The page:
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    The overarching purpose of this paper is to critically engage with non-Indigenous representations of Aboriginal and Torres Strait Islander Welcome to Country ceremonies, particularly within the conservative mainstream media and academic setting. The foundations of the paper will be drawn from both the critical Indigenous standpoint theories of white pathology by Moreton-Robinson (2015) and colonial storytelling by Behrendt (2016). Both these theories suggest that, too often, non-Indigenous representations of Aboriginal and Torres Strait Islander peoples are more a reflection of non-Indigenous ideologies than accurate portrayals of Indigenous positionings. Further, an ancestral D'harawal Law Story will be utilized to reveal that Welcome to Country ceremonies, despite their contemporary adaptations under colonization, may be considered an essential contextual representation of Australia's true history prior to colonization, and thus should not be dismissed due to ideological misrepresentations or even tampered with by a colour-blind rhetoric

    Sensational pedagogies : learning to be affected by country

    No full text
    Student capacities to actively listen, sense and feel are often relegated to lower order skills in an education system increasingly governed by measurable outcomes. While most school-based pedagogies focus their approach on cognition, this paper considers how we might make sense of the affective experiences that often resist the deep thinking, independent learning and explanation so often required of students. The guiding aim is to explore how affective learning can be better understood through an Indigenous Australian concept of Country. We apply the pedagogical work of Elizabeth Ellsworth, along with Lacanian psychoanalytic theory to explore ways in which sensation and affect are already a method of learning, but ones that are substantially under-valued in designed curricula. A series of interviews with senior Aboriginal people are presented to assist in understanding the various ways in which affect can lead to thought. The authors present three case studies to highlight how knowledge can be taught through affective experiences of Country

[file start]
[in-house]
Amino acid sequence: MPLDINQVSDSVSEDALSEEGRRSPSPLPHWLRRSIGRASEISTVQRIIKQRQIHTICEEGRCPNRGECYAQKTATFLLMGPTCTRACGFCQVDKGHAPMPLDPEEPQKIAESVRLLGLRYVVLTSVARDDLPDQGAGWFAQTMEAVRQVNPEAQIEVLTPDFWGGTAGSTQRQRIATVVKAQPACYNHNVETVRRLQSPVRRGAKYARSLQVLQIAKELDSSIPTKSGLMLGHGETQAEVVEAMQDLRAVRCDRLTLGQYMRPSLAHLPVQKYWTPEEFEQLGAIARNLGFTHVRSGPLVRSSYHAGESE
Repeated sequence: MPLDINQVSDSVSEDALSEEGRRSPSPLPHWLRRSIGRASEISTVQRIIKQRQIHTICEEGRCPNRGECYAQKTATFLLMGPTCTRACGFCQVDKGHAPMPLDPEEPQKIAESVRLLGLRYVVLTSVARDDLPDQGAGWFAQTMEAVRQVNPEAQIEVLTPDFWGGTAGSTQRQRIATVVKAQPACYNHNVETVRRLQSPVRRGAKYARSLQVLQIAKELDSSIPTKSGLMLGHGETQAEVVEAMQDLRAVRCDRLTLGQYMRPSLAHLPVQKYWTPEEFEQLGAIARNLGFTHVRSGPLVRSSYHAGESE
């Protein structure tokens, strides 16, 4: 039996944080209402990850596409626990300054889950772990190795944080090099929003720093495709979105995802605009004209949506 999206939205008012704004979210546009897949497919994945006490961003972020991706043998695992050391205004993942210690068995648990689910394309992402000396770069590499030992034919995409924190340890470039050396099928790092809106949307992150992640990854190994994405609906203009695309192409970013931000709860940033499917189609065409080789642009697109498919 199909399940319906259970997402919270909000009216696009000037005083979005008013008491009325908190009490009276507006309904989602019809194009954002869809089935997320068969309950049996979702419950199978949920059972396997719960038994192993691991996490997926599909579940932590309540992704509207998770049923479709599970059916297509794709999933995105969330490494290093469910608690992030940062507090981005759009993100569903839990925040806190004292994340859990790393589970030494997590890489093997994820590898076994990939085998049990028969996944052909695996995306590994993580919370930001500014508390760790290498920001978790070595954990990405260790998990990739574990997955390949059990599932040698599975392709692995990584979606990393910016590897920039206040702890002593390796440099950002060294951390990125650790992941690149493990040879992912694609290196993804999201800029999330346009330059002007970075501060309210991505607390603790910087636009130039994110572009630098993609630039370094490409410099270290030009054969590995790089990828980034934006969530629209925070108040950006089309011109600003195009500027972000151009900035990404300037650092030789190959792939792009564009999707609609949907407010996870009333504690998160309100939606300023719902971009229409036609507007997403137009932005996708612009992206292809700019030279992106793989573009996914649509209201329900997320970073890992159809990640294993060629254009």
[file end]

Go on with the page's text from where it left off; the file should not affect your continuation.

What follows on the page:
Aboriginal identity, world views, research and the story of the Burra'gorang

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    In recent times there has been a growing recognition that some Aboriginal and Torres Strait Islander peoples and communities have been harmed and even divided by those who question their very right to identify as ‘Indigenous or not’ (Bodkin-Andrews & Carlson 2016 ; New South Wales Aboriginal Education Consultative Group [NSW AECG] 2011 ). Numerous scholars have suggested that such ‘questions’ are an unfortunate extension of the continual epistemological violence (a pressure on ways of knowing) that has sought to eradicate the diverse world views, histories, and knowledges of our peoples since colonisation (Bodkin 2013a ; Moreton-Robinson 2011 ; Nakata 2012 ), and that they result in the emergence of stereotypical accusations of ‘inauthenticity’, ‘wanna-be-Aborigines’, ‘welfare-blacks’, ‘fragmentation’ and ‘cultural absurdity’ (Behrendt 2006 ). It is the purpose of this chapter to highlight the existence of this form of epistemological and identity-based violence and explain how it threatens our communities. In addition, such violence will be challenged by focusing on the strength of diverse world views, knowledges and unique stories that exist within Aboriginal and Torres Strait Islander communities today. We also offer you a traditional D’harawal Law Story as the central case study within this chapter. This Law Story holds valuable insights that may guide individuals and communities towards a stronger and more resilient future